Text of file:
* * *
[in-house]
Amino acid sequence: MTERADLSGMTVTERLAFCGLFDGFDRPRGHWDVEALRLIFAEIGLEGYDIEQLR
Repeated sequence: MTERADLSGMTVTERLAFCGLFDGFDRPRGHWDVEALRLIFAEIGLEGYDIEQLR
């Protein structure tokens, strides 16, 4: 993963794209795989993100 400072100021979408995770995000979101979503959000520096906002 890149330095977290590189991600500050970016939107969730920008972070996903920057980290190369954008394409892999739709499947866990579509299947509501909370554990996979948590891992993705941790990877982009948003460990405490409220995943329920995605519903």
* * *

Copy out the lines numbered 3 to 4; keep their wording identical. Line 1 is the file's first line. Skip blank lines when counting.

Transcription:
Repeated sequence: MTERADLSGMTVTERLAFCGLFDGFDRPRGHWDVEALRLIFAEIGLEGYDIEQLR
């Protein structure tokens, strides 16, 4: 993963794209795989993100 400072100021979408995770995000979101979503959000520096906002 890149330095977290590189991600500050970016939107969730920008972070996903920057980290190369954008394409892999739709499947866990579509299947509501909370554990996979948590891992993705941790990877982009948003460990405490409220995943329920995605519903």